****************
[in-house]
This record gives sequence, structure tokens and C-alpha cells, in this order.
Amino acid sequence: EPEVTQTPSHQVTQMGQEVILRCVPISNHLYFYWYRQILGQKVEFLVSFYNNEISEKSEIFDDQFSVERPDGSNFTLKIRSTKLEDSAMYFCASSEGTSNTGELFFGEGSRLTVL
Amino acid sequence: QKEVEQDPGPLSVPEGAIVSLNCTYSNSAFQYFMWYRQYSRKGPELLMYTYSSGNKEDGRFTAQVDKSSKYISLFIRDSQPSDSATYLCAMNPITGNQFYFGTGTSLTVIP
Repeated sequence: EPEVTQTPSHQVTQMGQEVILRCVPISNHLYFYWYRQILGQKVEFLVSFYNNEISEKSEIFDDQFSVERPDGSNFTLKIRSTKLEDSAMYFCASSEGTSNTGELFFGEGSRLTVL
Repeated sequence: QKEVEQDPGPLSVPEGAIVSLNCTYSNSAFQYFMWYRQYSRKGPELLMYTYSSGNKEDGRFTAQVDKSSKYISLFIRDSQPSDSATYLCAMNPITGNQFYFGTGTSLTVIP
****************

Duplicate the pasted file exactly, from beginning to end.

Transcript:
[in-house]
This record gives sequence, structure tokens and C-alpha cells, in this order.
Amino acid sequence: EPEVTQTPSHQVTQMGQEVILRCVPISNHLYFYWYRQILGQKVEFLVSFYNNEISEKSEIFDDQFSVERPDGSNFTLKIRSTKLEDSAMYFCASSEGTSNTGELFFGEGSRLTVL
Amino acid sequence: QKEVEQDPGPLSVPEGAIVSLNCTYSNSAFQYFMWYRQYSRKGPELLMYTYSSGNKEDGRFTAQVDKSSKYISLFIRDSQPSDSATYLCAMNPITGNQFYFGTGTSLTVIP
Repeated sequence: EPEVTQTPSHQVTQMGQEVILRCVPISNHLYFYWYRQILGQKVEFLVSFYNNEISEKSEIFDDQFSVERPDGSNFTLKIRSTKLEDSAMYFCASSEGTSNTGELFFGEGSRLTVL
Repeated sequence: QKEVEQDPGPLSVPEGAIVSLNCTYSNSAFQYFMWYRQYSRKGPELLMYTYSSGNKEDGRFTAQVDKSSKYISLFIRDSQPSDSATYLCAMNPITGNQFYFGTGTSLTVIP